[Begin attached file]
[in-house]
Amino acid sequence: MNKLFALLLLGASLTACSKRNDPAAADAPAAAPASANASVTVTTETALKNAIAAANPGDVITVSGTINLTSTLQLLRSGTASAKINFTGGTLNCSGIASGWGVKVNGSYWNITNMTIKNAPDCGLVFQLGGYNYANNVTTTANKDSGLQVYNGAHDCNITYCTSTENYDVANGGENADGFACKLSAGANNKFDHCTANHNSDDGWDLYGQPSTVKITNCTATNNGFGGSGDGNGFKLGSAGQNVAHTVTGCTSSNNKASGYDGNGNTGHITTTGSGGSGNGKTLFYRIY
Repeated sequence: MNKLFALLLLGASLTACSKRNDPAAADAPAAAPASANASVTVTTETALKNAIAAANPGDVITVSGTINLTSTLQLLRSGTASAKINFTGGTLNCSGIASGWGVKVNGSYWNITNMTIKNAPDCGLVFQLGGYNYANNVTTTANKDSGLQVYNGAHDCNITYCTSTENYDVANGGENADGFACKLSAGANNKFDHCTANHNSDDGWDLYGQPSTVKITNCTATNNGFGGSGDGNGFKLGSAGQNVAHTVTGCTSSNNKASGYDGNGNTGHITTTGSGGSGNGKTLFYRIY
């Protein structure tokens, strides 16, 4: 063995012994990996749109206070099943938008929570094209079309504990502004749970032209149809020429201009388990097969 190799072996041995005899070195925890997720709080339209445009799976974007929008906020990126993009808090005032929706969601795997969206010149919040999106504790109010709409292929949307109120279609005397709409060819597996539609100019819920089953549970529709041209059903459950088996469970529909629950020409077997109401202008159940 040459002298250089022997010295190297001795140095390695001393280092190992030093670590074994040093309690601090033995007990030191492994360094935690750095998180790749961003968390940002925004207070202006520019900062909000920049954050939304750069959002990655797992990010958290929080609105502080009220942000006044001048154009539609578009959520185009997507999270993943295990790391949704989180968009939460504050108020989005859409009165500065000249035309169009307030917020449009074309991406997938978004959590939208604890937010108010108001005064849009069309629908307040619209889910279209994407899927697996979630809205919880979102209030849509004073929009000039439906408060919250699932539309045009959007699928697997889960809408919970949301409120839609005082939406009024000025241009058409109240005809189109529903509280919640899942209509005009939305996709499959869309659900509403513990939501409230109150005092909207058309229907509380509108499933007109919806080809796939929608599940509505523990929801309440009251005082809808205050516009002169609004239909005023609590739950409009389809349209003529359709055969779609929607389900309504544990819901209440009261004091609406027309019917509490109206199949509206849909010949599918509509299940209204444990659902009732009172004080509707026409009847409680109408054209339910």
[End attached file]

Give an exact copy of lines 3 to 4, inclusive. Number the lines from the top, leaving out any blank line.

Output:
Repeated sequence: MNKLFALLLLGASLTACSKRNDPAAADAPAAAPASANASVTVTTETALKNAIAAANPGDVITVSGTINLTSTLQLLRSGTASAKINFTGGTLNCSGIASGWGVKVNGSYWNITNMTIKNAPDCGLVFQLGGYNYANNVTTTANKDSGLQVYNGAHDCNITYCTSTENYDVANGGENADGFACKLSAGANNKFDHCTANHNSDDGWDLYGQPSTVKITNCTATNNGFGGSGDGNGFKLGSAGQNVAHTVTGCTSSNNKASGYDGNGNTGHITTTGSGGSGNGKTLFYRIY
């Protein structure tokens, strides 16, 4: 063995012994990996749109206070099943938008929570094209079309504990502004749970032209149809020429201009388990097969 190799072996041995005899070195925890997720709080339209445009799976974007929008906020990126993009808090005032929706969601795997969206010149919040999106504790109010709409292929949307109120279609005397709409060819597996539609100019819920089953549970529709041209059903459950088996469970529909629950020409077997109401202008159940 040459002298250089022997010295190297001795140095390695001393280092190992030093670590074994040093309690601090033995007990030191492994360094935690750095998180790749961003968390940002925004207070202006520019900062909000920049954050939304750069959002990655797992990010958290929080609105502080009220942000006044001048154009539609578009959520185009997507999270993943295990790391949704989180968009939460504050108020989005859409009165500065000249035309169009307030917020449009074309991406997938978004959590939208604890937010108010108001005064849009069309629908307040619209889910279209994407899927697996979630809205919880979102209030849509004073929009000039439906408060919250699932539309045009959007699928697997889960809408919970949301409120839609005082939406009024000025241009058409109240005809189109529903509280919640899942209509005009939305996709499959869309659900509403513990939501409230109150005092909207058309229907509380509108499933007109919806080809796939929608599940509505523990929801309440009251005082809808205050516009002169609004239909005023609590739950409009389809349209003529359709055969779609929607389900309504544990819901209440009261004091609406027309019917509490109206199949509206849909010949599918509509299940209204444990659902009732009172004080509707026409009847409680109408054209339910």